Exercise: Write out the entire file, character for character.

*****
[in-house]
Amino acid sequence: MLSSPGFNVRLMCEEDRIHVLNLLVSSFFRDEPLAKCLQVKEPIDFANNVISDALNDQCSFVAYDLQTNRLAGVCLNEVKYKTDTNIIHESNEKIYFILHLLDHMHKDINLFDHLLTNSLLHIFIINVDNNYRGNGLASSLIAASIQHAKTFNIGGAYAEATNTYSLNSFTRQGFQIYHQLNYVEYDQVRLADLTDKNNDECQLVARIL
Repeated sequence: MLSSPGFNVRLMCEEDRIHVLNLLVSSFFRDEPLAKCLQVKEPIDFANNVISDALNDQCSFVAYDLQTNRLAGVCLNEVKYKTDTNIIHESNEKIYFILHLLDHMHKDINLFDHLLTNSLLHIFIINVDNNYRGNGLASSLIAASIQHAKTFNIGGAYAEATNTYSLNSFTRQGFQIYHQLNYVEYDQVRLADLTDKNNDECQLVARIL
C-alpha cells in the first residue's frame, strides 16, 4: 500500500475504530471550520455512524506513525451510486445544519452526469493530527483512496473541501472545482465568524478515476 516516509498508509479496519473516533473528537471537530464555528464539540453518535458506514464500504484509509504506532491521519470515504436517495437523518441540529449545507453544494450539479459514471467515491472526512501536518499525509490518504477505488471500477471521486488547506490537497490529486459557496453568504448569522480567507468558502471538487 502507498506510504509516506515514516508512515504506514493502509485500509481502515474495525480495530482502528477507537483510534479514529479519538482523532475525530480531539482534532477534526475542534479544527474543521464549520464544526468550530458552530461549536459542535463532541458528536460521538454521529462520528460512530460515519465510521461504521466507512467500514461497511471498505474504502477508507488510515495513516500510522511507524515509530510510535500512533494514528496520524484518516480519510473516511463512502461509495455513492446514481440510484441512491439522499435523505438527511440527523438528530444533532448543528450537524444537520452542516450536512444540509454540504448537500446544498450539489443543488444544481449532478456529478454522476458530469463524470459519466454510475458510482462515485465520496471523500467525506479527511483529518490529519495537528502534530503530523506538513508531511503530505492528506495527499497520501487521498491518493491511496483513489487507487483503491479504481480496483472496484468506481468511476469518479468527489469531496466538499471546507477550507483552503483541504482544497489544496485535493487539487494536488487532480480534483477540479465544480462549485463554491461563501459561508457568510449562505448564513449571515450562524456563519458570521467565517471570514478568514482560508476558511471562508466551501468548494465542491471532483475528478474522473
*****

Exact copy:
[in-house]
Amino acid sequence: MLSSPGFNVRLMCEEDRIHVLNLLVSSFFRDEPLAKCLQVKEPIDFANNVISDALNDQCSFVAYDLQTNRLAGVCLNEVKYKTDTNIIHESNEKIYFILHLLDHMHKDINLFDHLLTNSLLHIFIINVDNNYRGNGLASSLIAASIQHAKTFNIGGAYAEATNTYSLNSFTRQGFQIYHQLNYVEYDQVRLADLTDKNNDECQLVARIL
Repeated sequence: MLSSPGFNVRLMCEEDRIHVLNLLVSSFFRDEPLAKCLQVKEPIDFANNVISDALNDQCSFVAYDLQTNRLAGVCLNEVKYKTDTNIIHESNEKIYFILHLLDHMHKDINLFDHLLTNSLLHIFIINVDNNYRGNGLASSLIAASIQHAKTFNIGGAYAEATNTYSLNSFTRQGFQIYHQLNYVEYDQVRLADLTDKNNDECQLVARIL
C-alpha cells in the first residue's frame, strides 16, 4: 500500500475504530471550520455512524506513525451510486445544519452526469493530527483512496473541501472545482465568524478515476 516516509498508509479496519473516533473528537471537530464555528464539540453518535458506514464500504484509509504506532491521519470515504436517495437523518441540529449545507453544494450539479459514471467515491472526512501536518499525509490518504477505488471500477471521486488547506490537497490529486459557496453568504448569522480567507468558502471538487 502507498506510504509516506515514516508512515504506514493502509485500509481502515474495525480495530482502528477507537483510534479514529479519538482523532475525530480531539482534532477534526475542534479544527474543521464549520464544526468550530458552530461549536459542535463532541458528536460521538454521529462520528460512530460515519465510521461504521466507512467500514461497511471498505474504502477508507488510515495513516500510522511507524515509530510510535500512533494514528496520524484518516480519510473516511463512502461509495455513492446514481440510484441512491439522499435523505438527511440527523438528530444533532448543528450537524444537520452542516450536512444540509454540504448537500446544498450539489443543488444544481449532478456529478454522476458530469463524470459519466454510475458510482462515485465520496471523500467525506479527511483529518490529519495537528502534530503530523506538513508531511503530505492528506495527499497520501487521498491518493491511496483513489487507487483503491479504481480496483472496484468506481468511476469518479468527489469531496466538499471546507477550507483552503483541504482544497489544496485535493487539487494536488487532480480534483477540479465544480462549485463554491461563501459561508457568510449562505448564513449571515450562524456563519458570521467565517471570514478568514482560508476558511471562508466551501468548494465542491471532483475528478474522473